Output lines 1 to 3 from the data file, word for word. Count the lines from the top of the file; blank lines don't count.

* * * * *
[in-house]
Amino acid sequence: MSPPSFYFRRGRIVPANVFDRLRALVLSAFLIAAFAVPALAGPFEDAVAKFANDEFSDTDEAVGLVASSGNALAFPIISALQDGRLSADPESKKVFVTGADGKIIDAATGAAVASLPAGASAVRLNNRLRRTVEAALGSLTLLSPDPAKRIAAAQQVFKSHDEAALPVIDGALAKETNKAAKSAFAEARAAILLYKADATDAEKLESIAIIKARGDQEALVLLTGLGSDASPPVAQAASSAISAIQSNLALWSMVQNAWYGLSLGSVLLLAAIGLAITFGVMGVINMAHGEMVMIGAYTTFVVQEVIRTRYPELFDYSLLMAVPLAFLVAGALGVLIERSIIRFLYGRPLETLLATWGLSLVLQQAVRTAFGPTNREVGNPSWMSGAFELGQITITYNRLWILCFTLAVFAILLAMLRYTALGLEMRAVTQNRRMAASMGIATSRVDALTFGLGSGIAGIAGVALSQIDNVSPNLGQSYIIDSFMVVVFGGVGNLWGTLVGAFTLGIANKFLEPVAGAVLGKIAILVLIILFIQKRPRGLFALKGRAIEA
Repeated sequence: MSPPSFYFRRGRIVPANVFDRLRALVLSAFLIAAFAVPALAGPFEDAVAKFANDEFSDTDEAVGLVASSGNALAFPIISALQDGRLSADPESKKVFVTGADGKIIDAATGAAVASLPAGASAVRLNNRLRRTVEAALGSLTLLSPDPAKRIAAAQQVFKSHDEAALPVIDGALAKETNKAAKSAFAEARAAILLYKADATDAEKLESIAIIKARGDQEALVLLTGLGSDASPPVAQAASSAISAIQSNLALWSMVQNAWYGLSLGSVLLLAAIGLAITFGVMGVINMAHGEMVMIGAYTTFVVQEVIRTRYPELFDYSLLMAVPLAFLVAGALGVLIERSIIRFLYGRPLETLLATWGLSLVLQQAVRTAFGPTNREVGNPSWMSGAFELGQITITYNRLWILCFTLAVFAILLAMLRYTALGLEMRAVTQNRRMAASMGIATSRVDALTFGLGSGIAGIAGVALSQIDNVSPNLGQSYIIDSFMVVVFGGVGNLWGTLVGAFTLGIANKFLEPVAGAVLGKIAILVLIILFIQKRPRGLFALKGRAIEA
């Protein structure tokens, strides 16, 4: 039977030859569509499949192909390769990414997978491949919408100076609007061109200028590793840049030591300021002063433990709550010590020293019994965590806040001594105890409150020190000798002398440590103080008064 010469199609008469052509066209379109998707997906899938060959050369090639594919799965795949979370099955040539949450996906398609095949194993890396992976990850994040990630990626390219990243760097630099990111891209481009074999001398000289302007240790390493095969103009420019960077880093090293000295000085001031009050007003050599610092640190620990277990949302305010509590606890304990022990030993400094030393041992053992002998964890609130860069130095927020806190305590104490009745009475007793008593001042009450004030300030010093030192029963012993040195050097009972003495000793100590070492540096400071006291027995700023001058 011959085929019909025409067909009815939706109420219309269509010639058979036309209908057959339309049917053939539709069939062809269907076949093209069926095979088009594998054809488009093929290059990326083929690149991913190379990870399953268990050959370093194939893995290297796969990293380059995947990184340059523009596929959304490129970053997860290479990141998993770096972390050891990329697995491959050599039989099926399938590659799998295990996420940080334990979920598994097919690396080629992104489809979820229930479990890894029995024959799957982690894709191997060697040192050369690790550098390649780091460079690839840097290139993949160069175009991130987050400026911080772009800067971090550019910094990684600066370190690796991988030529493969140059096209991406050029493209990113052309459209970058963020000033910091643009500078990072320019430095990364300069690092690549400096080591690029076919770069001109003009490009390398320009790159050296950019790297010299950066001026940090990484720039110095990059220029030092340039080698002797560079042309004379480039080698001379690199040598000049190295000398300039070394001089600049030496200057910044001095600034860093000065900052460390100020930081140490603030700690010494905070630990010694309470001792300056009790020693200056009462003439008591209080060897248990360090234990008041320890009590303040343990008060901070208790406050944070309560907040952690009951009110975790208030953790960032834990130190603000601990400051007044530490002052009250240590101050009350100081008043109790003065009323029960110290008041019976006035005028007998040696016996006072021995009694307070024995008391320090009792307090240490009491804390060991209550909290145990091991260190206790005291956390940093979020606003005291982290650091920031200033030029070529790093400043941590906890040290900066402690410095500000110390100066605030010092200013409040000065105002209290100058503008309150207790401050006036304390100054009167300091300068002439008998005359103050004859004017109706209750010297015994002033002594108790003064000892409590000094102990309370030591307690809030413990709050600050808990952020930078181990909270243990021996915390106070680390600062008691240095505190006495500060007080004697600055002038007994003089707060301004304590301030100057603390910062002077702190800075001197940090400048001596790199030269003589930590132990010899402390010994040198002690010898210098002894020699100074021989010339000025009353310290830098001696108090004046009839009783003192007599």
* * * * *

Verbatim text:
[in-house]
Amino acid sequence: MSPPSFYFRRGRIVPANVFDRLRALVLSAFLIAAFAVPALAGPFEDAVAKFANDEFSDTDEAVGLVASSGNALAFPIISALQDGRLSADPESKKVFVTGADGKIIDAATGAAVASLPAGASAVRLNNRLRRTVEAALGSLTLLSPDPAKRIAAAQQVFKSHDEAALPVIDGALAKETNKAAKSAFAEARAAILLYKADATDAEKLESIAIIKARGDQEALVLLTGLGSDASPPVAQAASSAISAIQSNLALWSMVQNAWYGLSLGSVLLLAAIGLAITFGVMGVINMAHGEMVMIGAYTTFVVQEVIRTRYPELFDYSLLMAVPLAFLVAGALGVLIERSIIRFLYGRPLETLLATWGLSLVLQQAVRTAFGPTNREVGNPSWMSGAFELGQITITYNRLWILCFTLAVFAILLAMLRYTALGLEMRAVTQNRRMAASMGIATSRVDALTFGLGSGIAGIAGVALSQIDNVSPNLGQSYIIDSFMVVVFGGVGNLWGTLVGAFTLGIANKFLEPVAGAVLGKIAILVLIILFIQKRPRGLFALKGRAIEA
Repeated sequence: MSPPSFYFRRGRIVPANVFDRLRALVLSAFLIAAFAVPALAGPFEDAVAKFANDEFSDTDEAVGLVASSGNALAFPIISALQDGRLSADPESKKVFVTGADGKIIDAATGAAVASLPAGASAVRLNNRLRRTVEAALGSLTLLSPDPAKRIAAAQQVFKSHDEAALPVIDGALAKETNKAAKSAFAEARAAILLYKADATDAEKLESIAIIKARGDQEALVLLTGLGSDASPPVAQAASSAISAIQSNLALWSMVQNAWYGLSLGSVLLLAAIGLAITFGVMGVINMAHGEMVMIGAYTTFVVQEVIRTRYPELFDYSLLMAVPLAFLVAGALGVLIERSIIRFLYGRPLETLLATWGLSLVLQQAVRTAFGPTNREVGNPSWMSGAFELGQITITYNRLWILCFTLAVFAILLAMLRYTALGLEMRAVTQNRRMAASMGIATSRVDALTFGLGSGIAGIAGVALSQIDNVSPNLGQSYIIDSFMVVVFGGVGNLWGTLVGAFTLGIANKFLEPVAGAVLGKIAILVLIILFIQKRPRGLFALKGRAIEA